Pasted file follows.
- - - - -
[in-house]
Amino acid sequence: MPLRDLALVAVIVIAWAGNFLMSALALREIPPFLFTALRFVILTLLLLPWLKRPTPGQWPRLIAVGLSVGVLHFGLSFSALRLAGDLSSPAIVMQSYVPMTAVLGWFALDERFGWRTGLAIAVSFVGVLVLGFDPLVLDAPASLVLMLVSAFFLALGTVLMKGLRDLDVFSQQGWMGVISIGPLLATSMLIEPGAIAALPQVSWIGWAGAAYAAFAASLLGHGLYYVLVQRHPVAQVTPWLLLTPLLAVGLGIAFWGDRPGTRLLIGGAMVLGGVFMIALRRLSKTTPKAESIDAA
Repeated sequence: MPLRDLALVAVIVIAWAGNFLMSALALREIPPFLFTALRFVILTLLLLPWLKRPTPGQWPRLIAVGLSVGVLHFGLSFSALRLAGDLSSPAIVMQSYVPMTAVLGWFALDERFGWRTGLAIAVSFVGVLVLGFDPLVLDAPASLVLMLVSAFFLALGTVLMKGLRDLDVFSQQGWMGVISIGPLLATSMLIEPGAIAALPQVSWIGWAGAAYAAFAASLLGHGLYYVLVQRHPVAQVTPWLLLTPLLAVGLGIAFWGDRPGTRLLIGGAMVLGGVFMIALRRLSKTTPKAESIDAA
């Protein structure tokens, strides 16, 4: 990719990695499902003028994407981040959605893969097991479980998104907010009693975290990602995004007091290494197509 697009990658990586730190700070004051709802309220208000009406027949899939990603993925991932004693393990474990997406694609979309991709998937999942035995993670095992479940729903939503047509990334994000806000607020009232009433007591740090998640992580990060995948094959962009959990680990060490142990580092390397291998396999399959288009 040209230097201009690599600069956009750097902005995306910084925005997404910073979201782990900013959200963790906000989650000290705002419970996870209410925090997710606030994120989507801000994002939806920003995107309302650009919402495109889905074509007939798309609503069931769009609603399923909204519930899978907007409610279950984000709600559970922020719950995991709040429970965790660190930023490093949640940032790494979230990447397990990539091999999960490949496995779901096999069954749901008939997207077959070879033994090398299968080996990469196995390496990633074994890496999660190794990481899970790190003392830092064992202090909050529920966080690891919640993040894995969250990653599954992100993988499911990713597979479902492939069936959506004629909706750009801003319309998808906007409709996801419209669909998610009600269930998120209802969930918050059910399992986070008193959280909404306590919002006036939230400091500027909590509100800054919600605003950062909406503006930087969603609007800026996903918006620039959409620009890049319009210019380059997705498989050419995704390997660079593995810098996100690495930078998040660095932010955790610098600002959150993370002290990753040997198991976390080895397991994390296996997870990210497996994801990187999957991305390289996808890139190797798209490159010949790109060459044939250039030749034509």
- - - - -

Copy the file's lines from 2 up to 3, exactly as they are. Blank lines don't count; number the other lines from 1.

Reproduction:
Amino acid sequence: MPLRDLALVAVIVIAWAGNFLMSALALREIPPFLFTALRFVILTLLLLPWLKRPTPGQWPRLIAVGLSVGVLHFGLSFSALRLAGDLSSPAIVMQSYVPMTAVLGWFALDERFGWRTGLAIAVSFVGVLVLGFDPLVLDAPASLVLMLVSAFFLALGTVLMKGLRDLDVFSQQGWMGVISIGPLLATSMLIEPGAIAALPQVSWIGWAGAAYAAFAASLLGHGLYYVLVQRHPVAQVTPWLLLTPLLAVGLGIAFWGDRPGTRLLIGGAMVLGGVFMIALRRLSKTTPKAESIDAA
Repeated sequence: MPLRDLALVAVIVIAWAGNFLMSALALREIPPFLFTALRFVILTLLLLPWLKRPTPGQWPRLIAVGLSVGVLHFGLSFSALRLAGDLSSPAIVMQSYVPMTAVLGWFALDERFGWRTGLAIAVSFVGVLVLGFDPLVLDAPASLVLMLVSAFFLALGTVLMKGLRDLDVFSQQGWMGVISIGPLLATSMLIEPGAIAALPQVSWIGWAGAAYAAFAASLLGHGLYYVLVQRHPVAQVTPWLLLTPLLAVGLGIAFWGDRPGTRLLIGGAMVLGGVFMIALRRLSKTTPKAESIDAA